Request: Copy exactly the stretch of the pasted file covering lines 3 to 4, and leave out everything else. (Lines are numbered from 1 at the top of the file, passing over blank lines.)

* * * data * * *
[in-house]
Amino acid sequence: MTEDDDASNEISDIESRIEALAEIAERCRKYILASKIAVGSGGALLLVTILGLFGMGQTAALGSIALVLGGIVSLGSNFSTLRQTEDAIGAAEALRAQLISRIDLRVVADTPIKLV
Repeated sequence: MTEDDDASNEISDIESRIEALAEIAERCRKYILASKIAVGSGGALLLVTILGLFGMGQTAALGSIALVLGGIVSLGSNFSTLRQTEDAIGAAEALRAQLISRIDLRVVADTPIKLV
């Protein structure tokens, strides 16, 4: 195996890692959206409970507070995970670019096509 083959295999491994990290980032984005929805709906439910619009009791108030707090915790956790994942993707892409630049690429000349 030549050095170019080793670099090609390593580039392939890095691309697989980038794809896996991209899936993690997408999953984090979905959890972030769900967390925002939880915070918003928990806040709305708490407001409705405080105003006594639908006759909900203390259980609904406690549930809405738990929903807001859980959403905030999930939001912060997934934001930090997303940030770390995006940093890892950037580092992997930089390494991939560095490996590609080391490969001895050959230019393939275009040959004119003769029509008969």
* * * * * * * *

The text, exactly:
Repeated sequence: MTEDDDASNEISDIESRIEALAEIAERCRKYILASKIAVGSGGALLLVTILGLFGMGQTAALGSIALVLGGIVSLGSNFSTLRQTEDAIGAAEALRAQLISRIDLRVVADTPIKLV
């Protein structure tokens, strides 16, 4: 195996890692959206409970507070995970670019096509 083959295999491994990290980032984005929805709906439910619009009791108030707090915790956790994942993707892409630049690429000349 030549050095170019080793670099090609390593580039392939890095691309697989980038794809896996991209899936993690997408999953984090979905959890972030769900967390925002939880915070918003928990806040709305708490407001409705405080105003006594639908006759909900203390259980609904406690549930809405738990929903807001859980959403905030999930939001912060997934934001930090997303940030770390995006940093890892950037580092992997930089390494991939560095490996590609080391490969001895050959230019393939275009040959004119003769029509008969």